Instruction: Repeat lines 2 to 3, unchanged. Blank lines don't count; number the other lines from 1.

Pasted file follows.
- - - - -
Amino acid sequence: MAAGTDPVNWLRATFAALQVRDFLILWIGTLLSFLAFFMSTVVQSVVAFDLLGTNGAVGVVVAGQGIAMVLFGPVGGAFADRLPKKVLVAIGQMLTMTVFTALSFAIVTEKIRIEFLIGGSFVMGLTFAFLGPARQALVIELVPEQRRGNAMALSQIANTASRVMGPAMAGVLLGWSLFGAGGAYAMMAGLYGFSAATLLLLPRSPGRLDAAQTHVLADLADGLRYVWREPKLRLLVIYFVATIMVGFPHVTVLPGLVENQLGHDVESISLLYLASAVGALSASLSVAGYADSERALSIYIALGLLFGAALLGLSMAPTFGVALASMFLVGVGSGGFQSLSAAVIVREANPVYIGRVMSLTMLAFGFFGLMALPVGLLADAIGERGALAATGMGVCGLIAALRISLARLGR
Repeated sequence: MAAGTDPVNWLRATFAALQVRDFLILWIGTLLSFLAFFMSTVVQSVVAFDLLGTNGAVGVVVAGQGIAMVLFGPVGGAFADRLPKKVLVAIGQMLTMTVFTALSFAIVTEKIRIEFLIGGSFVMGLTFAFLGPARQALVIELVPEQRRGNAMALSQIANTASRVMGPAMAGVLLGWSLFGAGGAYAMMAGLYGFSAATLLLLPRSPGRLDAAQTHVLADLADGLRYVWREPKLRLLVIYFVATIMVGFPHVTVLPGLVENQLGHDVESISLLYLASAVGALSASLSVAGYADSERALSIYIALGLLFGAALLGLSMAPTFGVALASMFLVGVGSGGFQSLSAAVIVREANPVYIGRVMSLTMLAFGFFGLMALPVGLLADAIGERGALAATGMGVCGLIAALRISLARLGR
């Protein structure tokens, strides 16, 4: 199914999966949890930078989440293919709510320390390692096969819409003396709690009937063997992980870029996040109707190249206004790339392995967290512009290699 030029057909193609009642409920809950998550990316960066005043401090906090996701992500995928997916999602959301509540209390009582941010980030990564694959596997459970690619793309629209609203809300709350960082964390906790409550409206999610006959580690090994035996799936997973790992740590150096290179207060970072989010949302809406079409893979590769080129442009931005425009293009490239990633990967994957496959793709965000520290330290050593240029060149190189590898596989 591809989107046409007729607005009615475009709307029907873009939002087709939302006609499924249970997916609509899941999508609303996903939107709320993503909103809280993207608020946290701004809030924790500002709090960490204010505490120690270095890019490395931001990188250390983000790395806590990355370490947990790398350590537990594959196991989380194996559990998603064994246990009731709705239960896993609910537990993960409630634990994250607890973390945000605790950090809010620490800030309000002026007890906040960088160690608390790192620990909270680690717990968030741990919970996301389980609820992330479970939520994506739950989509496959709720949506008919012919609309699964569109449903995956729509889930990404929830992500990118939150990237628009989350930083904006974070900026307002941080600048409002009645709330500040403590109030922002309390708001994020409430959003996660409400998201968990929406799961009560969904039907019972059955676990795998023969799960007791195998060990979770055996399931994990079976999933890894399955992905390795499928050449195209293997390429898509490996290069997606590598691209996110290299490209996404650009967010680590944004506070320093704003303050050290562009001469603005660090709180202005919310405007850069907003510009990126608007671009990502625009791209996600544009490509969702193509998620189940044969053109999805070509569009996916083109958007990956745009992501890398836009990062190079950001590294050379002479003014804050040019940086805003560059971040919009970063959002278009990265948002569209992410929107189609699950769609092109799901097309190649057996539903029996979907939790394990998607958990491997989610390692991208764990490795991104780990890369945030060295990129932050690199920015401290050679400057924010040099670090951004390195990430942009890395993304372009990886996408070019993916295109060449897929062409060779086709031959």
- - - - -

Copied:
Repeated sequence: MAAGTDPVNWLRATFAALQVRDFLILWIGTLLSFLAFFMSTVVQSVVAFDLLGTNGAVGVVVAGQGIAMVLFGPVGGAFADRLPKKVLVAIGQMLTMTVFTALSFAIVTEKIRIEFLIGGSFVMGLTFAFLGPARQALVIELVPEQRRGNAMALSQIANTASRVMGPAMAGVLLGWSLFGAGGAYAMMAGLYGFSAATLLLLPRSPGRLDAAQTHVLADLADGLRYVWREPKLRLLVIYFVATIMVGFPHVTVLPGLVENQLGHDVESISLLYLASAVGALSASLSVAGYADSERALSIYIALGLLFGAALLGLSMAPTFGVALASMFLVGVGSGGFQSLSAAVIVREANPVYIGRVMSLTMLAFGFFGLMALPVGLLADAIGERGALAATGMGVCGLIAALRISLARLGR
């Protein structure tokens, strides 16, 4: 199914999966949890930078989440293919709510320390390692096969819409003396709690009937063997992980870029996040109707190249206004790339392995967290512009290699 030029057909193609009642409920809950998550990316960066005043401090906090996701992500995928997916999602959301509540209390009582941010980030990564694959596997459970690619793309629209609203809300709350960082964390906790409550409206999610006959580690090994035996799936997973790992740590150096290179207060970072989010949302809406079409893979590769080129442009931005425009293009490239990633990967994957496959793709965000520290330290050593240029060149190189590898596989 591809989107046409007729607005009615475009709307029907873009939002087709939302006609499924249970997916609509899941999508609303996903939107709320993503909103809280993207608020946290701004809030924790500002709090960490204010505490120690270095890019490395931001990188250390983000790395806590990355370490947990790398350590537990594959196991989380194996559990998603064994246990009731709705239960896993609910537990993960409630634990994250607890973390945000605790950090809010620490800030309000002026007890906040960088160690608390790192620990909270680690717990968030741990919970996301389980609820992330479970939520994506739950989509496959709720949506008919012919609309699964569109449903995956729509889930990404929830992500990118939150990237628009989350930083904006974070900026307002941080600048409002009645709330500040403590109030922002309390708001994020409430959003996660409400998201968990929406799961009560969904039907019972059955676990795998023969799960007791195998060990979770055996399931994990079976999933890894399955992905390795499928050449195209293997390429898509490996290069997606590598691209996110290299490209996404650009967010680590944004506070320093704003303050050290562009001469603005660090709180202005919310405007850069907003510009990126608007671009990502625009791209996600544009490509969702193509998620189940044969053109999805070509569009996916083109958007990956745009992501890398836009990062190079950001590294050379002479003014804050040019940086805003560059971040919009970063959002278009990265948002569209992410929107189609699950769609092109799901097309190649057996539903029996979907939790394990998607958990491997989610390692991208764990490795991104780990890369945030060295990129932050690199920015401290050679400057924010040099670090951004390195990430942009890395993304372009990886996408070019993916295109060449897929062409060779086709031959």